|Revised||March 11, 2019|
- Disability – a physical or mental impairment that substantially limits one or more major life activities; has a record of such an impairment; or being regarded as having such an impairment.
- Qualified Individuals with Disabilities - a qualified employee or applicant with a disability is an individual who, with or without reasonable accommodation, can perform the essential functions of the job in question.
- Reasonable Accommodation – a modification or adjustment to a job, an employment practice, or the work environment that makes it possible for a qualified individual with a disability to enjoy equal employment opportunities.
- Undue Hardship - an action requiring significant difficulty or expense when considered in light of factors such as an employer's size, financial resources, and the nature and structure of its operation.
- Essential Functions – the fundamental duties of the position or the primary reasons the position exists.
- College Process for Reviewing Requests for Reasonable Accommodation
- The College will review all ADA requests and reasonably accommodate qualified individuals with disabilities unless the accommodation would impose an undue hardship. While many individuals with disabilities can work without accommodation, other qualified applicants and employees face barriers to employment without the accommodation process.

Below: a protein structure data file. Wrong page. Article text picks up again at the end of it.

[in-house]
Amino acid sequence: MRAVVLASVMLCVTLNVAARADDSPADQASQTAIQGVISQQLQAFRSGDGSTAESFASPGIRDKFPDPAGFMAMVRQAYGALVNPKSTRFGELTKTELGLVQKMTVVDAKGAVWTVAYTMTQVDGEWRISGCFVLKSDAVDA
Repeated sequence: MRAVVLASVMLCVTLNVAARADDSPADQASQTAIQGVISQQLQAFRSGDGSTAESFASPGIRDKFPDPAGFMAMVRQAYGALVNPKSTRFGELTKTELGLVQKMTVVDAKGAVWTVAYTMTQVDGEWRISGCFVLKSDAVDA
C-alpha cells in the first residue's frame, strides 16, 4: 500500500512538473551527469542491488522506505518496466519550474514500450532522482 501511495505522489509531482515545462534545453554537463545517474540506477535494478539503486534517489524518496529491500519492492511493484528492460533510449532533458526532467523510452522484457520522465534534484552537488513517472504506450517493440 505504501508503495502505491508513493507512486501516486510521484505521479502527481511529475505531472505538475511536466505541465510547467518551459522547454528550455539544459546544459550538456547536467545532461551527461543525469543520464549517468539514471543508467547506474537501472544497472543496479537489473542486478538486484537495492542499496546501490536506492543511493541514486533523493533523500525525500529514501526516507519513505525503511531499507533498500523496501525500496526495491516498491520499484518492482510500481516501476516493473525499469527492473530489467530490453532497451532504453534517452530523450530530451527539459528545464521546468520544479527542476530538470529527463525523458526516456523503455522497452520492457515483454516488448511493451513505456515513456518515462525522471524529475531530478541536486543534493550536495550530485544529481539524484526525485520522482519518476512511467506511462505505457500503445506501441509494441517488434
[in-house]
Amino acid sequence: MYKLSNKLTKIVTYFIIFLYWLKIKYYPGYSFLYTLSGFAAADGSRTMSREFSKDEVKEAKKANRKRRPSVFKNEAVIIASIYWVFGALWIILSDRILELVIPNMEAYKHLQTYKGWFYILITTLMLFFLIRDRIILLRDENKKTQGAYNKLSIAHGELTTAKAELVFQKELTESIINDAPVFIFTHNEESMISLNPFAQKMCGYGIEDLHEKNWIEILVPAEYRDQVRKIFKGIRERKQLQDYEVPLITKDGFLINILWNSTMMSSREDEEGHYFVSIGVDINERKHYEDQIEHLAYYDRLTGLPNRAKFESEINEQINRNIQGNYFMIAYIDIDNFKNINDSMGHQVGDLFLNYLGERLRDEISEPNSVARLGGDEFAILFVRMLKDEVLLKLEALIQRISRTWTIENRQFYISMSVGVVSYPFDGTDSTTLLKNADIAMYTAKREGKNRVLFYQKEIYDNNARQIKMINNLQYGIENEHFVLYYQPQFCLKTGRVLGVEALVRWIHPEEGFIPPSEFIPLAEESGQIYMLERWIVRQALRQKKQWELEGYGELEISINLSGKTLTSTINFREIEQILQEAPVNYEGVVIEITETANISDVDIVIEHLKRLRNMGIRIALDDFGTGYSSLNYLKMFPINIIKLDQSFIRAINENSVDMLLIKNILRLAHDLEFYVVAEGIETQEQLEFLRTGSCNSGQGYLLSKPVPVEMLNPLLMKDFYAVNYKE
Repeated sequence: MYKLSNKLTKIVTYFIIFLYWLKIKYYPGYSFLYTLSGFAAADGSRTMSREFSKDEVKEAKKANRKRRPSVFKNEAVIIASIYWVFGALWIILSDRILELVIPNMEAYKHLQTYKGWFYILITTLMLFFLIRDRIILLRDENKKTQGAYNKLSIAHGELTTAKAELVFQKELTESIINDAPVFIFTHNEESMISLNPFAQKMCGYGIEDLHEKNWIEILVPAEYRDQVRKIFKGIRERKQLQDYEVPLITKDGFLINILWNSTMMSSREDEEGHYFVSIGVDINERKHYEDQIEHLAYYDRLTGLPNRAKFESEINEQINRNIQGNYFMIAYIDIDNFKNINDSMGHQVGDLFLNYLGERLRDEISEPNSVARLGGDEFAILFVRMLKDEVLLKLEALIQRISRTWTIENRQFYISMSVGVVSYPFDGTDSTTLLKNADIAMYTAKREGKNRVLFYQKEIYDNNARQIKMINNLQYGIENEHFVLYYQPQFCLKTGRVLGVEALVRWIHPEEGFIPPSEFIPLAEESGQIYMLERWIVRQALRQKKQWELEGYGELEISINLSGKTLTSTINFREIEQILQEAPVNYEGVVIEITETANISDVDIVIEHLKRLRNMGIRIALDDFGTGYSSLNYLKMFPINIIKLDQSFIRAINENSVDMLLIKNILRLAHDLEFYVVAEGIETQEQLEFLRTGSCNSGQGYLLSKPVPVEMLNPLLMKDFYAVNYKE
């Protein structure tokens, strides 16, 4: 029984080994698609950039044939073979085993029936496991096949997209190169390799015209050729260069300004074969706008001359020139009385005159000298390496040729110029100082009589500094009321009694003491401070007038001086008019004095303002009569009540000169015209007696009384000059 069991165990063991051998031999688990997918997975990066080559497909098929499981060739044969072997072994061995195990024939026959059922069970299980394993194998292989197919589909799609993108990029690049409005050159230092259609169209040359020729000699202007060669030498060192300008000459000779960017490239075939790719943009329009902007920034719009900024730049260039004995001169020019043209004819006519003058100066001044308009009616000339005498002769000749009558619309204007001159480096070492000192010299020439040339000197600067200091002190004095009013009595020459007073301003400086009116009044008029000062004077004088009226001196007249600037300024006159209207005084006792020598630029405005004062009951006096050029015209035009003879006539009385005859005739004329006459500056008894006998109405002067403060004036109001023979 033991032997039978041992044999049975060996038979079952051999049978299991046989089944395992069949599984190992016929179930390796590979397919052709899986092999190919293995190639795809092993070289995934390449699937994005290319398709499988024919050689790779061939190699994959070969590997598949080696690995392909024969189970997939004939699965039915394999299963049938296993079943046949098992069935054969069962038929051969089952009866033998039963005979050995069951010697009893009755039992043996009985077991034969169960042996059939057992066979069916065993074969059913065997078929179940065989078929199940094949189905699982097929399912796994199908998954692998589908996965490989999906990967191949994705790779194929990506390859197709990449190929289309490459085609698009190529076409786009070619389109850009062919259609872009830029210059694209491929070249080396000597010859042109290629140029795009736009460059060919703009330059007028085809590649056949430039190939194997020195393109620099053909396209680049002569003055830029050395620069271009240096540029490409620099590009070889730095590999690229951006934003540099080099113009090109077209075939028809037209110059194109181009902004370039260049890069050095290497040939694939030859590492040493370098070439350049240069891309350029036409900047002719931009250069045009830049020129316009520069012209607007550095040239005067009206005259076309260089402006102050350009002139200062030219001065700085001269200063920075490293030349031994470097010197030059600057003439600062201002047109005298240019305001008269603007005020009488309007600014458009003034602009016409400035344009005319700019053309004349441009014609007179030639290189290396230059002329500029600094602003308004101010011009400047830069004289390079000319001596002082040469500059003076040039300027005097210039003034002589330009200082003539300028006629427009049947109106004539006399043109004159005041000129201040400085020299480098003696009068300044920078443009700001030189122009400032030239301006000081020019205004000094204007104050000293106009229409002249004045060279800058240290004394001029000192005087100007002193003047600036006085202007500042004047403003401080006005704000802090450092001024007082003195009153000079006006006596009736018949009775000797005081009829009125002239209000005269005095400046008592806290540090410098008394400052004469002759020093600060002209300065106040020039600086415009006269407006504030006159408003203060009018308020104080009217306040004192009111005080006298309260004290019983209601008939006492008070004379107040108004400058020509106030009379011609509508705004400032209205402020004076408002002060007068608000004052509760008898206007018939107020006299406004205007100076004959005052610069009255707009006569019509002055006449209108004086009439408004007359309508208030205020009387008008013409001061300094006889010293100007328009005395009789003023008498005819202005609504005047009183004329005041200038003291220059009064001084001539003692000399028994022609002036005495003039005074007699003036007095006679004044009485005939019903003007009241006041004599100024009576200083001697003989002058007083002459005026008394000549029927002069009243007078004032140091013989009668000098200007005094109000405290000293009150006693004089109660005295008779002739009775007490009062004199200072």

- Coverage applies to all qualified applicants and employees with disabilities. If requested, reasonable accommodations must be provided to qualified employees regardless of whether they work part-time or full-time, or are considered “probationary,” as well as temporary employees.
- The College is required to make a reasonable accommodation to the known disability of a qualified applicant or employee if requested and if it would not impose an "undue hardship" on the operation of the Institution’s business. Reasonable accommodation may include, but is not limited to:
- Making existing facilities used by employees readily accessible to and usable by persons with disabilities;
- Job restructuring, modifying work schedules, reassignment to a vacant position; or
- Acquiring or modifying equipment or devices, adjusting or modifying examinations, training materials, or policies, and providing qualified readers or interpreters.
- There are several modifications or adjustments that are not considered forms of reasonable accommodation. The College does not have to eliminate an essential function from the position, nor is required to lower quality or production standards to make an accommodation, as long as those standards are applied uniformly to employees with or without a disability. The College does not have to create a new position to accommodate an employee.
- The College is not obligated to provide personal use items needed in accomplishing daily activities both on and off the job (i.e. eyeglasses, hearing aids, prosthetic limbs, or a wheelchair). Furthermore, the College is not required to provide personal use amenities, such as a refrigerator, if those items are not provided to employees without disabilities.
- Employee Process to Request Reasonable Accommodation